Mount Prospect's finance commission, an advisory body, would like to see the village avoid a hike in the tax levy.
Commission Chairman John Kellerhals delivered the panel's recommendation of a zero percent increase as the village considers a 1.9 percent increase in the levy in its 2018 budget.
Kellerhals said Tuesday that Mount Prospect residents are feeling the financial squeeze of increases in the state income tax and increased property tax bills in the wake of reassessments. They also feel the threat of school referendums, as well as the federal government restricting or eliminating the deduction of real estate taxes.
"All of these changes make living in Mount Prospect more expensive, less affordable and less sustainable," he said.
He noted that the village's fund balances have been on the rise.
"My personal property taxes have increased nearly fivefold since I moved into the village in 1987," he said. "There is no other relevant financial measure that has increased fivefold during that time frame."
Mayor Arlene Juracek and the trustees, however, balked at the commission's recommendation, noting the economic threat to municipalities posed by actions of the state government that result in less revenue flowing to the village.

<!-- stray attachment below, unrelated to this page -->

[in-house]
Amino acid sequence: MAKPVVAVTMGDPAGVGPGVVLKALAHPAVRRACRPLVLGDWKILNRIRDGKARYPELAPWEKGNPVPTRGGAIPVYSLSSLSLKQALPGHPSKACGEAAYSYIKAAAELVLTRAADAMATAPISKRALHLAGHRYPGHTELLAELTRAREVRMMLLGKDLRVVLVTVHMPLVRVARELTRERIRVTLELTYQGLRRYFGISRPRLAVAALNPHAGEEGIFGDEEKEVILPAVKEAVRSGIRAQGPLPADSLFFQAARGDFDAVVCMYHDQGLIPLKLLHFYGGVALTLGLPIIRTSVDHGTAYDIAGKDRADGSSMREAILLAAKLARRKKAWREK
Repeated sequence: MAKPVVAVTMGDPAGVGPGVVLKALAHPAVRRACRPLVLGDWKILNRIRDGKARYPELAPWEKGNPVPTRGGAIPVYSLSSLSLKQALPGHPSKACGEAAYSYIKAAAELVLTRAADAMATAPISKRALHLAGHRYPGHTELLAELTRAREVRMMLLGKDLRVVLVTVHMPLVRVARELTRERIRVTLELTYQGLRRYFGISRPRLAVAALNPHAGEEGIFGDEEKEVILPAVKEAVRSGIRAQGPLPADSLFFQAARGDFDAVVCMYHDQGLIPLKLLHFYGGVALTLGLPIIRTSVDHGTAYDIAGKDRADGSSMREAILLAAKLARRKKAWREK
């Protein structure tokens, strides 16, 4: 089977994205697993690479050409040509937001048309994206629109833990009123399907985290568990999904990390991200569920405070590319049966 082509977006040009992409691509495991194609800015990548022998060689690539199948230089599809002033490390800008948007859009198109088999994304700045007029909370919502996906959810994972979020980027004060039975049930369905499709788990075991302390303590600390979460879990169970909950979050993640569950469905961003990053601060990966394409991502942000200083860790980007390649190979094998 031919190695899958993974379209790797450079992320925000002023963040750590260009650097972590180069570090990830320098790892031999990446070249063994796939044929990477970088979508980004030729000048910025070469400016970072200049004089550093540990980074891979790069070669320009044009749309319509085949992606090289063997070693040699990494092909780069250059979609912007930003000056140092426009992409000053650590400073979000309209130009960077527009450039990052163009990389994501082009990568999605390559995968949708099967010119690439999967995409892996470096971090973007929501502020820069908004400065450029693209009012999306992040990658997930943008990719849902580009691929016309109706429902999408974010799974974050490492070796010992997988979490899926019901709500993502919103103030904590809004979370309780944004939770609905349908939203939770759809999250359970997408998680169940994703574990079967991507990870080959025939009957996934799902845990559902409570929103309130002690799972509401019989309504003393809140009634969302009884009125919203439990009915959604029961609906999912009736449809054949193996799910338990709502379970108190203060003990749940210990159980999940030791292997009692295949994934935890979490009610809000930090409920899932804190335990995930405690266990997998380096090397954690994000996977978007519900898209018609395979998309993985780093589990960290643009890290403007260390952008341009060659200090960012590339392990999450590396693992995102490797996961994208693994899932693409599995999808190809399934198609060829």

"Because of that risk, we need to be very careful," Juracek said. "We have to be careful that we don't just rush to a solution without analyzing our risk exposure over the longer term."
The village board is considering a proposed levy for property taxes of more than $19 million. To the owner of a home valued at $350,000, the hit would amount to an extra $20 on the village's estimated share of the total property tax bill, which is about $1,054.
Finance Director David Erb said the hit to the village's reserves from a zero increase would be $380,000. He said reserves are committed to capital expenses and subsidizing pensions. He also warned the state might pass a property tax freeze.
Trustee Richard Rogers said, "That 1.92 percent to the average homeowner is $20. That's not even a steak dinner."
He continued, "If you really want to reduce real estate taxes, you've got to go to where the money's at, and that's the school funds."